Many people have heard of the Freedom Rides of 1961, when black and white civil rights activists rode buses together to the South to protest segregation. But most people have never heard of what happened the very next summer, when Southern segregationists decided to strike back, using unsuspecting black families as pawns.
2019-12-11
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Death Of A Blood Sport

Later this month, a Congressional ban will make cockfighting illegal in U.S. territories. Animal rights activists argue that the sport is cruel and inhumane. But in Puerto Rico, many people plan to defy the ban. They say cockfighting has been ingrained in the culture for centuries, and that the ban is an attempt to wipe out an integral part of Puerto Rican identity.
2019-12-04
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Sometimes Explain, Always Complain

It's Thanksgiving week, so we wanted to give y'all a question to fight about: How much context should you have to give when talking about race and culture? Is it better to explain every reference, or let people go along for the ride? Comedian Hari Kondabolu joins us to hash it out.
2019-11-27
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Sex, Lies And Audio Tape

Sometimes, in order to understand yourself, you fumble through a tough conversation with your mom. Other times, you roll up to a sex club with your best friend. In his new fiction podcast "Moonface," producer James Kim explores all the messy, scandalous, cringe-worthy ways that different parts of our identities collide.
2019-11-20
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Status Update

Nearly 9 million people in the U.S. are part of a "mixed-status" family: some may be U.S. citizens; some may have green cards; others may face the constant specter of deportation. As the Supreme Court gets ready to decide the fate of DACA ? a program that protects some undocumented people from being removed from the country ? we check in with three siblings who all have different statuses, and whose fates may hinge on the outcome of this case.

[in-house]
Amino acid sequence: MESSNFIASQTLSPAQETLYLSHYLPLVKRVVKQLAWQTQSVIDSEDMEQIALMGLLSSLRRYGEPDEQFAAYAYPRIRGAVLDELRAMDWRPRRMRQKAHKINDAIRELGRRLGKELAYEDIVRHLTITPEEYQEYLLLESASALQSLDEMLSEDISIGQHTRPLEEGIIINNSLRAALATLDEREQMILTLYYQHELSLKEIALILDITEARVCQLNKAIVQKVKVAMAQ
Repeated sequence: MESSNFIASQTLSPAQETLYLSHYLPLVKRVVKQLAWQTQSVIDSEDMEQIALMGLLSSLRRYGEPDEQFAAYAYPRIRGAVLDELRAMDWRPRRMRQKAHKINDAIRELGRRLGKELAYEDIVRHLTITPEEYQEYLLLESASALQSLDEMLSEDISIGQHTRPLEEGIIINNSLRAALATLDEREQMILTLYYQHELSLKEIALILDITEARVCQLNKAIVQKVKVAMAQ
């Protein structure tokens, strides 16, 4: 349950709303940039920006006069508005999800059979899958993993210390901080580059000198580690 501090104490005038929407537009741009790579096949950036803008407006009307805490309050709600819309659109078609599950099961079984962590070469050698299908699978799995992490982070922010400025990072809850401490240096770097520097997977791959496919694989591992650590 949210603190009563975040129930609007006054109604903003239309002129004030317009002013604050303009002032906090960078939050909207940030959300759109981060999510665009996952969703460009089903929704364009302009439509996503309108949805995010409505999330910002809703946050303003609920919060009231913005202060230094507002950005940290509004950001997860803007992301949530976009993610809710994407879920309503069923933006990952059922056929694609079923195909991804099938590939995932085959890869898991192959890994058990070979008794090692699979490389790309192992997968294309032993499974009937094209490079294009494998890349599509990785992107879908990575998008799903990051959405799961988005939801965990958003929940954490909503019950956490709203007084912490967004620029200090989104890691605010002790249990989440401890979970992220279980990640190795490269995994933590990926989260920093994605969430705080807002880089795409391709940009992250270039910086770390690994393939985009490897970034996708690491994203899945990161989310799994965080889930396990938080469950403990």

2019-11-13
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Is This What It Means To Be White?

In 1965, a white minister and civil rights organizer, James Reeb, was killed by a group of white men in Selma, Ala. Reeb's death drew national outrage, but no one was ever held accountable. We spoke to two reporters ? white Southerners of a younger generation ? about the lies that kept this murder from being solved.
2019-11-06
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Fear In An Age Of Real-Life Horror

It's Halloween, and people are leaning into all things scary. But sometimes those celebrations of the macabre hit a little too close to home, brushing up against our country's very dark past. So how do you navigate fake-horror in the midst of so much that's actually terrifying?
2019-10-30
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A Strange And Bitter Crop

Eighty-five years ago, a crowd of several thousand white people gathered in Jackson County, Florida, to participate in the lynching of a man named Claude Neal. The poet L. Lamar Wilson grew up there, but didn't learn about Claude Neal until he was working on a research paper in high school. When he heard the story, he knew he had to do something.
2019-10-23
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President Trump's (Anti-)Social Media

The President's Twitter feed has become the White House's primary mechanism for communicating with the world. Ayesha Rascoe of NPR Politics took a deep dive into Trump's combative social media universe and found that he does not go after all of the objects of his ire in the same way.
2019-10-16
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That's The Anthem, Get Your [Dang] Hands Up!

On this episode, we look closer at hit songs that have taken on broader resonances: from a wistful ode to Puerto Rico to a disco classic about outlasting and thriving to an enduring bop about pushy, unfortunate men ? i.e., scrubs.
2019-10-09
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Political Prisoners?

In "Prison City," Wisconsin, white elected officials are representing voting districts made up mostly of prisoners. Those prisoners are disproportionately black and brown. Oh, and they can't actually vote.
2019-10-02
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The Original Blexit

How is it that the party of Lincoln became anathema to black voters? It's a messy story, exemplified in the doomed friendship between Richard Nixon and his fellow Republican, Jackie Robinson.
2019-09-25
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The Black Table In The Big Tent

Black Republicans are basically unicorns ? they might just be the biggest outliers in American two-party politics. So who are these folks who've found a home in the GOP's lily-white big tent? And what can they teach us about the ways we all cast our ballots?
2019-09-18
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A Tale Of Two School Districts

In many parts of the U.S., public school districts are just minutes apart, but have vastly different racial demographics ? and receive vastly different funding. That's in part due to Milliken v. Bradley, a 1974 Supreme Court case that limited a powerful tool for school integration.
2019-09-11